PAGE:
When you’re raising a child, arguments seem pointless.
Why should anyone have to suffer through a squabble about why their 14-year-old can’t stay out until 2 a.m.?
When you spend a good decade or so having the kinds of disagreements that make you want to scream, it’s easy to develop a dismissive attitude toward your child’s opinions.
But as parents age and children become adults, the lines start to blur.
All of a sudden, the child starts to make sense – maybe even a little more sense than the parent is comfortable with. How should that transition be handled?
Most of these conversations revolve around how the parent in question can accept their child as a bona fide adult.
But what about from the other perspective? The adult child’s role in a disagreement is just as important – and just as tricky to navigate.
If you’re ready to start parsing parental conflicts in a more effective way, read ahead for some tips on how to make it happen.
There’s a reason why “Keep calm and carry on” has become a viral phrase in the last few years. Staying calm is a vital tool – one that precious few people use correctly.
It won’t help your case to yell or get emotional, even if you’re in the right. Staying calm will help you to present clear, focused arguments and avoid getting sidetracked.
Try to be the bigger person. Even if your parents are calling you names, trying to avoid the conversation or refusing to acknowledge your point of view. It doesn’t help to get worked up. If anything, it will just feed into the idea that you’re not mature enough.
When disagreeing with your parents, you need to stay on the higher ground.
Avoid all or nothing statements.
Avoid all or nothing phrases like “you always” or “you never” when arguing. Accusing your mom or dad of doing something 100% of the time is a sure-fire way to put them on the defensive.
Instead, bring up specific examples and use words like “sometimes” or “occasionally.”
When you use “all or nothing” thinking, you cut yourself off from seeing their point of view. You turn your parents into caricatures of themselves instead of well-rounded people who make mistakes.
This approach is important in any argument, but especially during a time where both parties are trying to develop a more nuanced view of the other.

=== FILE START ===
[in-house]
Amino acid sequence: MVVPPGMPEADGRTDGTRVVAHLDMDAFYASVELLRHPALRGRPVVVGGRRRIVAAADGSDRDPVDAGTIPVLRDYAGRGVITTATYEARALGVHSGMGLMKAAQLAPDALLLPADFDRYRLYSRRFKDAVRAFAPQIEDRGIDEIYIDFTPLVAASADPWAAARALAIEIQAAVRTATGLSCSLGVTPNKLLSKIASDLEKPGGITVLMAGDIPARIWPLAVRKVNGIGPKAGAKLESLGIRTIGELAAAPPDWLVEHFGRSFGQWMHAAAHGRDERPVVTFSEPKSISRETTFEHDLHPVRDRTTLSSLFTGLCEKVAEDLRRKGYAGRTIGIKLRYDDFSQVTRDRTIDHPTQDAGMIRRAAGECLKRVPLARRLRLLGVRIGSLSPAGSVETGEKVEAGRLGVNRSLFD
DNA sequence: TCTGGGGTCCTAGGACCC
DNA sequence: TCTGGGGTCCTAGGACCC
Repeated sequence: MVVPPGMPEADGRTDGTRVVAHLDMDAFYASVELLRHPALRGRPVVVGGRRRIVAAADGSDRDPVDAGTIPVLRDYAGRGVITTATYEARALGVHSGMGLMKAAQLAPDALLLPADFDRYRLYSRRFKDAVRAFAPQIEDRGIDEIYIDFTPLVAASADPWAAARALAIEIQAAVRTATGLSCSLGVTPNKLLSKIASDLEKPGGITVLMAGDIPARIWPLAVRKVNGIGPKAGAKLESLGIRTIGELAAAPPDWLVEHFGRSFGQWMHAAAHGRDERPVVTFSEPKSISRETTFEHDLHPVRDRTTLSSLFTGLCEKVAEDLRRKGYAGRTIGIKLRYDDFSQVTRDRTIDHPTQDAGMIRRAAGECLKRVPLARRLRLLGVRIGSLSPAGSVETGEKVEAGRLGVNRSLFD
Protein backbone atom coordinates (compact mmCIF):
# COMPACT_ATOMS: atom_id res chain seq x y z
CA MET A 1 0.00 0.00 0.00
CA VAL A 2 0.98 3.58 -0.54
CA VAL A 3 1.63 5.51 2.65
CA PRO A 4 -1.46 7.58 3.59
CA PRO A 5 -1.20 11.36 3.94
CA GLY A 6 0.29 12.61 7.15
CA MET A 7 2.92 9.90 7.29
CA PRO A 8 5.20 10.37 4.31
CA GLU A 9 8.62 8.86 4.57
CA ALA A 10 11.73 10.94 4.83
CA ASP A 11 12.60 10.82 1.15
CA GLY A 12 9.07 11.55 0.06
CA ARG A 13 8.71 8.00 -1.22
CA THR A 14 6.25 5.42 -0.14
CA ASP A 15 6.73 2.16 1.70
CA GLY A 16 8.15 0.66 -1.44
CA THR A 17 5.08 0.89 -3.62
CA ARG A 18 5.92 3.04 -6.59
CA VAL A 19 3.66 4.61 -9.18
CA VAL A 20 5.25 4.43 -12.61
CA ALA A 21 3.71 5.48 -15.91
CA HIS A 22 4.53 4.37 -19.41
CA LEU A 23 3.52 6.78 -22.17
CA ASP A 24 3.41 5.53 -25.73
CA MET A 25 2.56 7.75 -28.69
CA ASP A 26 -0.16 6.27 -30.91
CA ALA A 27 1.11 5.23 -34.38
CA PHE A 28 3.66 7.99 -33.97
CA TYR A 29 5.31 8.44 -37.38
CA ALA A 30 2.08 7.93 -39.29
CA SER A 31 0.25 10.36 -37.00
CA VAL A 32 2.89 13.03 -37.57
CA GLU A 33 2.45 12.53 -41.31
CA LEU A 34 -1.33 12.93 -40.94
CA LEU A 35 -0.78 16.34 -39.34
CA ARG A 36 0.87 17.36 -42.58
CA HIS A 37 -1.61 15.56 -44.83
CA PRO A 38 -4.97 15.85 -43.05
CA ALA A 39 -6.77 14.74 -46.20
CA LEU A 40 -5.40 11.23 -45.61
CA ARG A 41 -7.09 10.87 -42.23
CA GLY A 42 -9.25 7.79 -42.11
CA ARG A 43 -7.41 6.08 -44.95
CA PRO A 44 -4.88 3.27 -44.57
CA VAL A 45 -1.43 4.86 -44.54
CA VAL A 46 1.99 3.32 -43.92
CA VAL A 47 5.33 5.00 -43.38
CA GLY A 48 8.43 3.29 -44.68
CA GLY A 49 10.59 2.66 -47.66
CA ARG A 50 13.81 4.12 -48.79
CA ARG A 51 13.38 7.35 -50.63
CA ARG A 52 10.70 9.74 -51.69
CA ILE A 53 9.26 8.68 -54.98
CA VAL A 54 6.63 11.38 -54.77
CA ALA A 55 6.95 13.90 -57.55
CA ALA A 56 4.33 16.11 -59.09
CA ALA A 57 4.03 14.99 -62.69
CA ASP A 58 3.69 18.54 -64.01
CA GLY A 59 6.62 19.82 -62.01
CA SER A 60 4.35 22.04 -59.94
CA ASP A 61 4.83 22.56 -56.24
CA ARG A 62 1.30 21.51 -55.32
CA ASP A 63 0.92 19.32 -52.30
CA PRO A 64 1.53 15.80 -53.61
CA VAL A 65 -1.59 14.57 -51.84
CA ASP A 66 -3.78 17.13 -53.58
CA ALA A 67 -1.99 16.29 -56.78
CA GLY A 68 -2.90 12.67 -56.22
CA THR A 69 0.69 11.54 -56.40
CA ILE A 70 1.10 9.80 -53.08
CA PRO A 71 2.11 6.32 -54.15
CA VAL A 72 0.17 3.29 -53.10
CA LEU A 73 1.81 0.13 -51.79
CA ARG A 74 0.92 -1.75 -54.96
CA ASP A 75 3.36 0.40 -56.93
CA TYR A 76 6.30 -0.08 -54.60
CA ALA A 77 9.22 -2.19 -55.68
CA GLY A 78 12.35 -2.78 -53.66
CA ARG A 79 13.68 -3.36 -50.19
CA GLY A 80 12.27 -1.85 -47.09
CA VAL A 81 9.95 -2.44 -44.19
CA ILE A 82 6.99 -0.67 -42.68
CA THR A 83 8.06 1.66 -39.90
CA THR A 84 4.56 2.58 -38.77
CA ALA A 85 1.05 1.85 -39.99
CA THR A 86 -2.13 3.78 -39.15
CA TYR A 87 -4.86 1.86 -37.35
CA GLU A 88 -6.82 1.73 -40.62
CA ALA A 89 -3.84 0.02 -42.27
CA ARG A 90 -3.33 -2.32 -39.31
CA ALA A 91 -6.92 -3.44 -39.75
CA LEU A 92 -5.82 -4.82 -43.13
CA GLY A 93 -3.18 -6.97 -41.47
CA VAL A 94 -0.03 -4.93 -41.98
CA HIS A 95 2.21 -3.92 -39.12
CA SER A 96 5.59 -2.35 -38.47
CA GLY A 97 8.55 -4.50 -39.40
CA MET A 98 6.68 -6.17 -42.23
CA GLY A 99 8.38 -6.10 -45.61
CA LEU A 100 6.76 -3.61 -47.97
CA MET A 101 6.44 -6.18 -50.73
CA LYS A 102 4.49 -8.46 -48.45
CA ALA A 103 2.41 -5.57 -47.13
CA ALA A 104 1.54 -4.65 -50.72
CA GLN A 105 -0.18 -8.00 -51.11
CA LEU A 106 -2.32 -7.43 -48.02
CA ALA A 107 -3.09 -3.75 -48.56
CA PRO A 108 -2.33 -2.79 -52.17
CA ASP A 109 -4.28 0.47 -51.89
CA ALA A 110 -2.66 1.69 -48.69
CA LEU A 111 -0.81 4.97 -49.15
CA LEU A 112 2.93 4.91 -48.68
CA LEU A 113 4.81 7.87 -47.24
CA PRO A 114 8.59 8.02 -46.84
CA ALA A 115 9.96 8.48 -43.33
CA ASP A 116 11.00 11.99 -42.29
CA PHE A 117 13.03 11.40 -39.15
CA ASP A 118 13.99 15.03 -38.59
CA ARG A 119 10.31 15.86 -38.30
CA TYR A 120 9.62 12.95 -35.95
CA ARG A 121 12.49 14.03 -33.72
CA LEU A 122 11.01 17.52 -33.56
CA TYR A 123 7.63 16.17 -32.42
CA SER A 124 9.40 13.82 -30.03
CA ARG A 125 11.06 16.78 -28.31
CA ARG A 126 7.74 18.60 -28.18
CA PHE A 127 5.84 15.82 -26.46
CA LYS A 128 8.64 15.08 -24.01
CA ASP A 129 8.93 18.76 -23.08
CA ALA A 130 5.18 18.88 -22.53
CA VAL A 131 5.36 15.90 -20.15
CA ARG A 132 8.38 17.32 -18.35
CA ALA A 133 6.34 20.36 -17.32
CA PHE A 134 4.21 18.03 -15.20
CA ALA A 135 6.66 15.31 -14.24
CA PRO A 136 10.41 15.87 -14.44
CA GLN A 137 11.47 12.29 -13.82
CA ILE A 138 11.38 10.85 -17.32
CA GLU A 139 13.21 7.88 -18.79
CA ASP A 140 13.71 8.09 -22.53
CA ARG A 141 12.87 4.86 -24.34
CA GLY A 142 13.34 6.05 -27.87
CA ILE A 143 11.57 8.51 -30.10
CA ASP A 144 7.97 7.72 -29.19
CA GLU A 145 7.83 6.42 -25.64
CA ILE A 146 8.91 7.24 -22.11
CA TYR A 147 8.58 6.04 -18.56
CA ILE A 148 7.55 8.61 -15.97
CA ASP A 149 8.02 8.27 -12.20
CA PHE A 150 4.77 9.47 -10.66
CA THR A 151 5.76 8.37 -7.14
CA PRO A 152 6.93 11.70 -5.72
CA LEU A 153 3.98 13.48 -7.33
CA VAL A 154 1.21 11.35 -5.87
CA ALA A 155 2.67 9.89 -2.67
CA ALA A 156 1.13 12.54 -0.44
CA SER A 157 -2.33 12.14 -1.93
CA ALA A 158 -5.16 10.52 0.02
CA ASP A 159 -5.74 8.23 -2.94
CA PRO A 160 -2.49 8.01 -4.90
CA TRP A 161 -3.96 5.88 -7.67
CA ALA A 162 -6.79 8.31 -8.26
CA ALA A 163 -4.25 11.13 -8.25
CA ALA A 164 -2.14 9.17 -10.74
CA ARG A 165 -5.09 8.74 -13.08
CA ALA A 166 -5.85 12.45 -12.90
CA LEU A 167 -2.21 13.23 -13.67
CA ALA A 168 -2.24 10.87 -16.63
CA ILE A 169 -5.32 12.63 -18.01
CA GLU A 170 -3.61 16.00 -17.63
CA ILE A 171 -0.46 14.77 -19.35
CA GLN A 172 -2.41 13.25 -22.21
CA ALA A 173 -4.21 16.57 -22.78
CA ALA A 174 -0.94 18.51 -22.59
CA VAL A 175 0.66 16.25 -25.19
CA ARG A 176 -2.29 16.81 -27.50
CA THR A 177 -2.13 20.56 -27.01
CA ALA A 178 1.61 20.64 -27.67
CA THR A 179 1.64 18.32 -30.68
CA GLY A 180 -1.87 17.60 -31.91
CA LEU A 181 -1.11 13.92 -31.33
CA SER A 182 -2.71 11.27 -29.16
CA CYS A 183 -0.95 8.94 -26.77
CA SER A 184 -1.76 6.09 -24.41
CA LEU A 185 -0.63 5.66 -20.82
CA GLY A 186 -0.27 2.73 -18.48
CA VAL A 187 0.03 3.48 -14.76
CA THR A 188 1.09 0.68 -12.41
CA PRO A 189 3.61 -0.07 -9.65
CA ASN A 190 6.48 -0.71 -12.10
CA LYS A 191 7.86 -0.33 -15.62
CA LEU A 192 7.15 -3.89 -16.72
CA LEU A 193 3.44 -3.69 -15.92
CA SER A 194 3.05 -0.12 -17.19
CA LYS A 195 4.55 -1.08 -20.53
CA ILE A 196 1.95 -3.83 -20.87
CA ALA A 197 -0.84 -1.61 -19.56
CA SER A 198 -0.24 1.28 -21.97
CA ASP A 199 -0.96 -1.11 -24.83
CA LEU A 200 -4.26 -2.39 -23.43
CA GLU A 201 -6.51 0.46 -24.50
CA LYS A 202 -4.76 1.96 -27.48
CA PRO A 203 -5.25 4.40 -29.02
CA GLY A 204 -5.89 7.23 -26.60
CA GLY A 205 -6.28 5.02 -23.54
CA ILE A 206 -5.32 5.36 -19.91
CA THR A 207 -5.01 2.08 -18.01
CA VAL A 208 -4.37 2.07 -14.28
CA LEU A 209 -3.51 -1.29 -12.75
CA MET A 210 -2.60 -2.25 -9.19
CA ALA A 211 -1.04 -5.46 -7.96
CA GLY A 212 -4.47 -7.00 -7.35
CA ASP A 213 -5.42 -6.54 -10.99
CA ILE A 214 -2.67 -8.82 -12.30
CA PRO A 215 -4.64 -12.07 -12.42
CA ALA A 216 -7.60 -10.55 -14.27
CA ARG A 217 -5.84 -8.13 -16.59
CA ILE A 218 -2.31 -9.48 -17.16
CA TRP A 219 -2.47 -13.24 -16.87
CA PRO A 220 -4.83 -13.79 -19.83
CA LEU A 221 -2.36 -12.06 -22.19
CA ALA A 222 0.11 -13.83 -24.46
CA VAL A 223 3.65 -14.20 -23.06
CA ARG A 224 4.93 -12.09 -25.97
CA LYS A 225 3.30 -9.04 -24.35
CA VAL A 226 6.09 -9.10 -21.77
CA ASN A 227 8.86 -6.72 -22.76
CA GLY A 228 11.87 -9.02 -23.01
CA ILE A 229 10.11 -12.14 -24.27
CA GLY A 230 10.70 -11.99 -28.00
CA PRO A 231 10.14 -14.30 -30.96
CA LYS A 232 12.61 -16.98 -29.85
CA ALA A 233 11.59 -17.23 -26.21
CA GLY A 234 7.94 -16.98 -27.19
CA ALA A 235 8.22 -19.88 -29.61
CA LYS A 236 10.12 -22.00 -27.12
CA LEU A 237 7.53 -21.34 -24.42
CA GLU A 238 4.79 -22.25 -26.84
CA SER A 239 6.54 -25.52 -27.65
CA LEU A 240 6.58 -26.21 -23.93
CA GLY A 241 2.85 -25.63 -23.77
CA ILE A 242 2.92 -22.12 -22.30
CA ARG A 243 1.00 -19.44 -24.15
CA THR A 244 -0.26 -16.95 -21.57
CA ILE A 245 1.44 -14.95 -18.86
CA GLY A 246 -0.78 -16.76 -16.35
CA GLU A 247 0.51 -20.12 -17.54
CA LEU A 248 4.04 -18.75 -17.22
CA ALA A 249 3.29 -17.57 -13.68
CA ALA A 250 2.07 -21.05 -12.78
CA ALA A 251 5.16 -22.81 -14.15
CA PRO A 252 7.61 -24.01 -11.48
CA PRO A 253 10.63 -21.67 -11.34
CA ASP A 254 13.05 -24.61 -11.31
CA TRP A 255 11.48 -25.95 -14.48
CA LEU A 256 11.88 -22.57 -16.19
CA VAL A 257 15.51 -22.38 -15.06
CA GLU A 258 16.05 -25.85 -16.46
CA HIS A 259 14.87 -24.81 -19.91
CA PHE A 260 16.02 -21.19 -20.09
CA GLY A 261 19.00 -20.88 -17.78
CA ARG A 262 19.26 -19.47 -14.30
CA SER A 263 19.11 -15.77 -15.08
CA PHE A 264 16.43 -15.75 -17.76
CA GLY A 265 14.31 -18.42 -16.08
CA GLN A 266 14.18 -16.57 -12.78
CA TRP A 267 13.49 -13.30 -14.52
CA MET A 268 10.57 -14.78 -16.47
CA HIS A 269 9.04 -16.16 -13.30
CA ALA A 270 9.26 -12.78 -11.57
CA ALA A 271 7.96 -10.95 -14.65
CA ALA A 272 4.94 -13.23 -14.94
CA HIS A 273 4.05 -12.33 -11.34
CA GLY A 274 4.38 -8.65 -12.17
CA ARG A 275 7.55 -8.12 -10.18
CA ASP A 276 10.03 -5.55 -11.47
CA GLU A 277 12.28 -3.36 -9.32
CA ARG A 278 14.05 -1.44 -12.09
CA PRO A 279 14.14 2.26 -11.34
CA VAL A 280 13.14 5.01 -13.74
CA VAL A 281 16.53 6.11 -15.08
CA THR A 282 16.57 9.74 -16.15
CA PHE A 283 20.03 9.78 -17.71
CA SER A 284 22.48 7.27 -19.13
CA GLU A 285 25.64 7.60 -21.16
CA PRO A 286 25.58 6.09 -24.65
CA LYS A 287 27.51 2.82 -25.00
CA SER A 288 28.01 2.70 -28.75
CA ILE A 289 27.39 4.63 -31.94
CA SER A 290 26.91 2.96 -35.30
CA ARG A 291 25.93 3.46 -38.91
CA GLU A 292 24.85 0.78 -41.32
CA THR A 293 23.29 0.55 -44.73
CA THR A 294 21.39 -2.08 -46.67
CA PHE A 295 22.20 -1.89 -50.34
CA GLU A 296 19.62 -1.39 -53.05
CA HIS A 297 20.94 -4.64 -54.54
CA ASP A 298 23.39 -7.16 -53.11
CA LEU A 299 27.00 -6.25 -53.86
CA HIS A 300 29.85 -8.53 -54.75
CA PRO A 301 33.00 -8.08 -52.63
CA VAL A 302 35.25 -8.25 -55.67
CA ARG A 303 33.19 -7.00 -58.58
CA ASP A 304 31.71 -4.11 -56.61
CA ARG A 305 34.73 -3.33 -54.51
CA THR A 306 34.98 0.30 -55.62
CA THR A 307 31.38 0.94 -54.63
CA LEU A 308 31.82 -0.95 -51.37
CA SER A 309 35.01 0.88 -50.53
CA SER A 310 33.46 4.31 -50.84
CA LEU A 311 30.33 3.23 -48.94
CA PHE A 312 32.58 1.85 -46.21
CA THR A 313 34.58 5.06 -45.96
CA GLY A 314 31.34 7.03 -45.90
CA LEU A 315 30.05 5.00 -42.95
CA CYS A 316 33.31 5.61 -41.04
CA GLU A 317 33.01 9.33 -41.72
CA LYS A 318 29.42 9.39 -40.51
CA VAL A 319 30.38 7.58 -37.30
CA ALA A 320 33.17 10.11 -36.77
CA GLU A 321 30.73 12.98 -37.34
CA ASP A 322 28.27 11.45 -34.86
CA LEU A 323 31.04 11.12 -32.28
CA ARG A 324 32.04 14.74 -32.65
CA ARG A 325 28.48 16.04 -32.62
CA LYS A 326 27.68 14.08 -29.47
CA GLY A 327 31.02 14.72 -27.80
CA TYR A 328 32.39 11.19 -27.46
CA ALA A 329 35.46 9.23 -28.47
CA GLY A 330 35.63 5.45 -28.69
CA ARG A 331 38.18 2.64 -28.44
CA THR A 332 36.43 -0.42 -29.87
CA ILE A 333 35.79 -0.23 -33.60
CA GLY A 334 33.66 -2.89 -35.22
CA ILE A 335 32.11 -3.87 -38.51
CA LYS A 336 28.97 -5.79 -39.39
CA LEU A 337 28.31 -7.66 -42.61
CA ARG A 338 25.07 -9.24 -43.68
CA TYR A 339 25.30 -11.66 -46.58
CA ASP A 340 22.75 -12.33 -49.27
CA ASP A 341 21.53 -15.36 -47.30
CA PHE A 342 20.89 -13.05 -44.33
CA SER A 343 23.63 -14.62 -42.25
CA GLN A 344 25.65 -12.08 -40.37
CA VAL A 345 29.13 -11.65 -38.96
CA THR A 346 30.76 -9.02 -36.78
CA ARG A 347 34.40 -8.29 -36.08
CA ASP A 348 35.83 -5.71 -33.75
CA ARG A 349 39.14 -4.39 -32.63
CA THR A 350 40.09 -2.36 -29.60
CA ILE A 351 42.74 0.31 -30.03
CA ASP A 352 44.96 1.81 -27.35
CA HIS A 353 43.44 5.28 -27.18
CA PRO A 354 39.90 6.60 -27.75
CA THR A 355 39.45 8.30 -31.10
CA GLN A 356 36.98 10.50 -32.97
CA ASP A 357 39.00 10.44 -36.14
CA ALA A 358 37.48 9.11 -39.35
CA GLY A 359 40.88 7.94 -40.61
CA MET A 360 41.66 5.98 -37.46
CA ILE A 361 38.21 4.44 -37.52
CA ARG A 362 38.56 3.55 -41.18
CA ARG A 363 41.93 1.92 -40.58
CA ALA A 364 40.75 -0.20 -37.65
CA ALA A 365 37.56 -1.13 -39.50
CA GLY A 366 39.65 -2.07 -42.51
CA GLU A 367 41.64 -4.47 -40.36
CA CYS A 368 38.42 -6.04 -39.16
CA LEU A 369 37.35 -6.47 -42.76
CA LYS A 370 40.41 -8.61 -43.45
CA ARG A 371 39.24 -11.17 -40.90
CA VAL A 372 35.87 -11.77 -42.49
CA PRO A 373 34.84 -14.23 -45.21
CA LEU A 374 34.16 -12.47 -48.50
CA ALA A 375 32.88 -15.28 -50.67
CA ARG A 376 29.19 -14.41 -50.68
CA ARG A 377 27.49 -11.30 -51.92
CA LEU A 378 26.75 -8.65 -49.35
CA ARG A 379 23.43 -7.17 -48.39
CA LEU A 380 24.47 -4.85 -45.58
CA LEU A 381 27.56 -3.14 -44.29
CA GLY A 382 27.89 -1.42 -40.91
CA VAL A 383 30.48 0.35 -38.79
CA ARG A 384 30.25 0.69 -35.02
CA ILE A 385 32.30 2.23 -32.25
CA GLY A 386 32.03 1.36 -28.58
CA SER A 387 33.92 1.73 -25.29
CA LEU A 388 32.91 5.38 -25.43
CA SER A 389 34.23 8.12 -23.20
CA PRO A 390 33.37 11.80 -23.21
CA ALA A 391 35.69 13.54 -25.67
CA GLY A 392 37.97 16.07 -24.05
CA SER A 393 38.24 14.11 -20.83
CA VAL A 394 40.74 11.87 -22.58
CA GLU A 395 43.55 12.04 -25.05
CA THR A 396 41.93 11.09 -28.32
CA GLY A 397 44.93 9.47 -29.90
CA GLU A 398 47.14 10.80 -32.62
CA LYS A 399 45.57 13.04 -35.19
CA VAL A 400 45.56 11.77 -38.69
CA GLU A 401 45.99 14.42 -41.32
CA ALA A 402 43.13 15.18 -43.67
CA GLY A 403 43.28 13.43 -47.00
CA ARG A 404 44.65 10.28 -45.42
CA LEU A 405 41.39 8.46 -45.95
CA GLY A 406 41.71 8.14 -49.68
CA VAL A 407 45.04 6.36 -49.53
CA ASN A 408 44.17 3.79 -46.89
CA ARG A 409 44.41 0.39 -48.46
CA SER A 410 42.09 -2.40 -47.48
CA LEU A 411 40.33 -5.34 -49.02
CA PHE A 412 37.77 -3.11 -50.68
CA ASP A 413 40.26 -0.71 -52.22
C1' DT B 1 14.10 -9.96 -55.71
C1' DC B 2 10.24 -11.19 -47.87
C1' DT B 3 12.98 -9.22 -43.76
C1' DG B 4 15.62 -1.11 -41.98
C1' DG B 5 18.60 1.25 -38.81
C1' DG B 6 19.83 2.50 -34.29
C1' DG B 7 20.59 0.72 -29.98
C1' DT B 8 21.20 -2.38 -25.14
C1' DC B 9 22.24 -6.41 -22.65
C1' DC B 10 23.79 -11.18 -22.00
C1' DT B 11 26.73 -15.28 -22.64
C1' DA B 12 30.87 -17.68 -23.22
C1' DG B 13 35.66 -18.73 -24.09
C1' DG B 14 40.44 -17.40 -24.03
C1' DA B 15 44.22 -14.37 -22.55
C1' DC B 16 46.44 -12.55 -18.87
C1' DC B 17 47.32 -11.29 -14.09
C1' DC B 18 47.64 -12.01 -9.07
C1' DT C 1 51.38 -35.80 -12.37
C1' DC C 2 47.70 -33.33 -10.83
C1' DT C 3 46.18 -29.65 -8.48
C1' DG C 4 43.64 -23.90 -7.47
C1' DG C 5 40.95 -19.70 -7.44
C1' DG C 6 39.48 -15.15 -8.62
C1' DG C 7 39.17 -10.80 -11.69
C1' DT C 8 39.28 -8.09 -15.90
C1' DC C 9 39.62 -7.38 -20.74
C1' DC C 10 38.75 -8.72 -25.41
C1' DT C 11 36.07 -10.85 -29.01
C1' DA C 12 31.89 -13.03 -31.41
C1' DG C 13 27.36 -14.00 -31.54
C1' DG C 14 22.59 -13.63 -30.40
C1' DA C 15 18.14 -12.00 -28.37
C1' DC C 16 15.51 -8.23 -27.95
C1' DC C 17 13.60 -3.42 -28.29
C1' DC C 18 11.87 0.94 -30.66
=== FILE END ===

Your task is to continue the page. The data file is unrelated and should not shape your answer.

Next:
Take a step back if you find yourself doing this when disagreeing with your parents. An argument can quickly turn from a productive disagreement to a petty squabble when one side or the other goes down the rabbit hole of dramatic statements and accusatory language.
Family matters come with decades of baggage that hasn’t been fully unpacked. It’s easy to get sidetracked during a heated argument and think about every perceived injustice you’ve ever suffered.
Stay focused on what you’re talking about. If you’re complaining about how they forgot to ask about your recent work promotion, don’t bring up the time in seventh grade when they missed your school play.
Part of the difficulty of disagreeing with your parents is convincing them to see you as a fellow adult instead of a kid. If you bring up something from your childhood, accomplishing that is going to be very difficult.
It’s frustrating to stay on track when you feel like you have more ammo in your bag, but piling on doesn’t validate an argument. It’s only makes the other person more defensive and less sympathetic to what you’re saying.
Pick your battles.
You can’t disagree on everything if you want a happy relationship with your parents. Even though it might hurt your jaw to grit those teeth, you’ll be happier in the long run if you let some things go.
For example, if your parents eat red meat every day and you’re a staunch vegetarian, don’t bring up the horrors of factory farming when you’re visiting for Christmas. No one wants to be insulted in their own house, and it’s probably not a stand worth taking.
If they criticize or make fun of your vegetarianism, then it’s time to speak up. In general, try to notice the difference between defending your sovereignty as an adult and looking for an excuse to pick a fight.
Create and enforce boundaries.
Remember when you were a teenager and how fiercely you protected your bedroom? No one could go in without your consent. Doing so was a violation of privacy.
That’s how your mind should be. No one can make you upset or force you into a discussion without you agreeing to it. For example, if you don’t want your parents to criticize your parenting skills, shut that topic down as soon as it comes up.
Setting those mental and emotional boundaries will make it easier to stop questions from turning into arguments.
If your mom disagrees with your decision not to breastfeed your child, simply say, “This is my decision, and I’m not going to discuss it with you further.”
If she tries to keep poking you, repeat that sentence. Eventually, she’ll get the message. Parents generally mean well, but they won’t know they’ve stepped over a line unless that line is clearly and consistently drawn.
This strategy is a larger representation of how to disagree with your parents in general. Make it a habit to be respectful of yourself and your parent’s opinions, and things will get easier.
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